4.1. The Recommended Vertical Correction Schemes
For the whole of China, Table 2
shows the seasonal and annual correlations between ambient PM2.5
and original satellite-derived AOD, ambient PM2.5
and vertically revised AOD by PBLH, and ambient PM2.5
and vertically revised AOD by CALIOP ratios. Considering the influential factors of terrain, climate, meteorology, and aerosol transmission, the effectiveness of the vertical correction on satellite-derived AOD has been discussed according to different regions divided by the geographical distributions of monsoons, temperature, humidity and air density, as well as the interrelationships between various types of natural geographic phenomena [49
In northwestern China, AOD vertically revised by PBLH is more closely related to ground-measured PM2.5
than the original relationship, and the relationship after vertical correction by the CALIOP ratio. In our collected PBLH datasets of the two years, the PBLH in northwest possessed a large span from 50 to 2800 m and had the largest standard deviation when compared to other regions of china, which is consistent with previous research finding that the boundary layer height varied dramatically due to high frequencies of temperature variation and surface pressure change, combined with the climatologically strong near-surface wind and intense solar radiation in northwestern China [50
]. Assuming that aerosols are homogeneous under PBL, changes in PBLH could stretch or compress the surface aerosol layer, further influencing the density of aerosols, which led to the discrepancies of PM2.5
with column AOD [26
]. Therefore, after vertical correction via PBLH, the influence of the dramatic changes in boundary layer height could be eliminated to a certain extent, and it is suggested that the AOD vertically revised via PBLH should be used for the estimation of ground-level PM2.5
in the northwest.
In the North China Plain, the relationship between ambient PM2.5
and AOD vertically revised by CALIOP ratio was optimal in Tianjin (TJC). Based on two-year CALIOP aerosol profiles data, the existence of valid extinction coefficient values in higher atmospheric layer indicated that the elevated aerosol layer was inclined to appear in this region. Considering aerosol transmission in the North China Plain, Tianjin was significantly affected by air masses that originated from Mongolia and the North China Plain regions, which led to the emergence of elevated aerosol levels, further forming the combined influence of exogenous aerosols and local aerosols in this region [52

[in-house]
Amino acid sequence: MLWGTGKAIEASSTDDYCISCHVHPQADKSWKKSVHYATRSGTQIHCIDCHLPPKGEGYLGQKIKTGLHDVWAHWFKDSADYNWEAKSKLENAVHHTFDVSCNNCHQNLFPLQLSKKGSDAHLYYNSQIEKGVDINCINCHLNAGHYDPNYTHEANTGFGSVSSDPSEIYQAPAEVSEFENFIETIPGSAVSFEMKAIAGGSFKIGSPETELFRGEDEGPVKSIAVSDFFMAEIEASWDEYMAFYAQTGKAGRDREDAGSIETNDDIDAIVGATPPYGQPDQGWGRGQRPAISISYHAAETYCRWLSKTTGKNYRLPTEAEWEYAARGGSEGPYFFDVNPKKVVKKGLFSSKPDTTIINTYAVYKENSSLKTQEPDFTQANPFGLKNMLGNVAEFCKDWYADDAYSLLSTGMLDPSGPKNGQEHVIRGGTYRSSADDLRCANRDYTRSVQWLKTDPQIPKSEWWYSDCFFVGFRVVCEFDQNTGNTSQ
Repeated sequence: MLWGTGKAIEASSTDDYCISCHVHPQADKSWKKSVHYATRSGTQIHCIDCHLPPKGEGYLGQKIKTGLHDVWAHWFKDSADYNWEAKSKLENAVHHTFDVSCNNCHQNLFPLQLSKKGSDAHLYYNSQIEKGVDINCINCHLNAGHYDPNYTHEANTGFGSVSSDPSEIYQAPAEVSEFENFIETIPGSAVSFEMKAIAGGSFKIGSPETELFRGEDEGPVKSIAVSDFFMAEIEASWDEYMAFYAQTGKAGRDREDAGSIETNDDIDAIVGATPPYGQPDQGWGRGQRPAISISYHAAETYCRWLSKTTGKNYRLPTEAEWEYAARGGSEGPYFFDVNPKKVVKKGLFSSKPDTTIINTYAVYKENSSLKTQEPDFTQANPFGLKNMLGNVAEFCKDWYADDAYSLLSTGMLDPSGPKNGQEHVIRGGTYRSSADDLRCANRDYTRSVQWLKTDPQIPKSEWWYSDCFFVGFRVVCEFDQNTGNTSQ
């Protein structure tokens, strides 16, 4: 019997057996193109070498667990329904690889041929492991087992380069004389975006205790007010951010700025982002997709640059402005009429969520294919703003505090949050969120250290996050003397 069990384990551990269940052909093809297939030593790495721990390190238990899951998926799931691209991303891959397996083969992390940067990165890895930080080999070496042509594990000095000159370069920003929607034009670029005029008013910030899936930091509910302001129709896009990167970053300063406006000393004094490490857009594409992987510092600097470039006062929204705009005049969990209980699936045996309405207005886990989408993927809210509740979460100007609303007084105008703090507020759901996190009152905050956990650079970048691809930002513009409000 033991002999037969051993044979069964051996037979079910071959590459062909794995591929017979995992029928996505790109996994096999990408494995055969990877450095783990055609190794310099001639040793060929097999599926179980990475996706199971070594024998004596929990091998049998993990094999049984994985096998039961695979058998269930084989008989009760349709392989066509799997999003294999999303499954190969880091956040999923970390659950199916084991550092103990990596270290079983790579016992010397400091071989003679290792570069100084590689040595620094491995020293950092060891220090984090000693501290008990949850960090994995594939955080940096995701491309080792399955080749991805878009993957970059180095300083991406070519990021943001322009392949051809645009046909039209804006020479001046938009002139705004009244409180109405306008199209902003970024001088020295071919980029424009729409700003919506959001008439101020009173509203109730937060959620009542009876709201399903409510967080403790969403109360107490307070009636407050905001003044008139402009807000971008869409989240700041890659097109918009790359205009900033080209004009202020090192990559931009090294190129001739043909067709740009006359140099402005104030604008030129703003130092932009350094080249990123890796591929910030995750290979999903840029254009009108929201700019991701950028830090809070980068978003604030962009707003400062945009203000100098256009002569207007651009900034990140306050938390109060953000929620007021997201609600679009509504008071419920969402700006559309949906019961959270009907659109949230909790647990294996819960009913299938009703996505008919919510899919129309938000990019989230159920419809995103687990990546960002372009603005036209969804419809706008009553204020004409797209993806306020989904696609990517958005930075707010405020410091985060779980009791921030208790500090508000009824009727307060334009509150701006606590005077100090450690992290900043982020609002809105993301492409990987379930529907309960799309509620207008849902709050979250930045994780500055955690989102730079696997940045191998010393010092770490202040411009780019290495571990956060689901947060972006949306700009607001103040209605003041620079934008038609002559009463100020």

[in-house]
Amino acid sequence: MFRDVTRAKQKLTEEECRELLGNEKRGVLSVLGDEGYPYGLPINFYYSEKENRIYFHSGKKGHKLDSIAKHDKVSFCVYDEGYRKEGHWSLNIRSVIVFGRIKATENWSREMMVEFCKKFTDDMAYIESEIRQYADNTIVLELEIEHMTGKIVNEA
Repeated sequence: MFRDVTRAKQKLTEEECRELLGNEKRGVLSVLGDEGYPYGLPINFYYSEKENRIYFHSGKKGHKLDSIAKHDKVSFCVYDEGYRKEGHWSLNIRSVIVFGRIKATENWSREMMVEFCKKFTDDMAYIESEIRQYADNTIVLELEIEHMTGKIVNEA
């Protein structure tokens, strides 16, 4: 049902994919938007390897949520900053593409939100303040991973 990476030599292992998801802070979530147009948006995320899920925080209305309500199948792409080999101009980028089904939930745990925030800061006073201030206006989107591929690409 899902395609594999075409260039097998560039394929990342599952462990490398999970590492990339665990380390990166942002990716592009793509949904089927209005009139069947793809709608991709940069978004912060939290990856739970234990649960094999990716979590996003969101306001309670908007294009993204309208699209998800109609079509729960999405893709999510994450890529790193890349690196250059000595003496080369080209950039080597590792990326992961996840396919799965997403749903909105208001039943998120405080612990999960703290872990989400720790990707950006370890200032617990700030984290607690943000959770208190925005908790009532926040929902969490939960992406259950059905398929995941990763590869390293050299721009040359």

]. The vertical correction by CALIOP ratio could remove the elevated aerosols from the total columnar aerosol layers and separate elevated aerosol layers from the near-surface aerosol layers. This eliminates the effect of elevated aerosols on near-surface aerosol layers, while the vertical correction via PBLH failed to consider and solve the issues of elevated aerosols. Applying the CALIOP ratio for vertical correction on satellite AOD when estimating ambient PM2.5
in Tianjin is, therefore, suggested. However, it was identified that the relationship between AOD after vertical correction and ground-level PM2.5
decreased when compared to the original relationship in Beijing (BJC). In two-year CALIOP aerosol profiles data, there were few valid values of extinction coefficient in higher atmospheric layer, indicating that the aerosol almost accumulated in near-surface in Beijing. Because there are mountains surrounding three sides of Beijing, the diffusion of air pollutants would be hindered and further leading to an agglomeration and settlement of aerosols, which led to aerosols accumulating in the near-surface area in Beijing [53
]. Thus, the original satellite-derived AOD is recommended for estimating PM2.5
in Beijing, while the AOD vertically revised by CALIOP is suggested for Tianjin.
In Central China, the Pearson correlation coefficient of AOD, vertically revised by CALIOP ratio, and PM2.5
has a noticeable increase over the original relationship, and a slight increase over the relationship following vertical correction via PBLH, except for summer, which demonstrated that the vertical correction by CALIOP ratio is optimal for estimating ambient PM2.5
. In two-year CALIOP aerosol profiles data, the existence of valid extinction coefficient values in higher atmospheric layer in spring, autumn and winter, indicated that the elevated aerosol layer was inclined to appear in Central China in specific seasons. The statistical result was in accord with previous researches that Central China is more susceptible to elevated aerosols, due to long-distance transportation of air masses, which primarily originated in the northern parts of China or Mongolia and travelled through the highly polluted Jing-Jin-Ji regions, before arriving in Central China, combined with air masses originating from the northwest with dust aerosols [54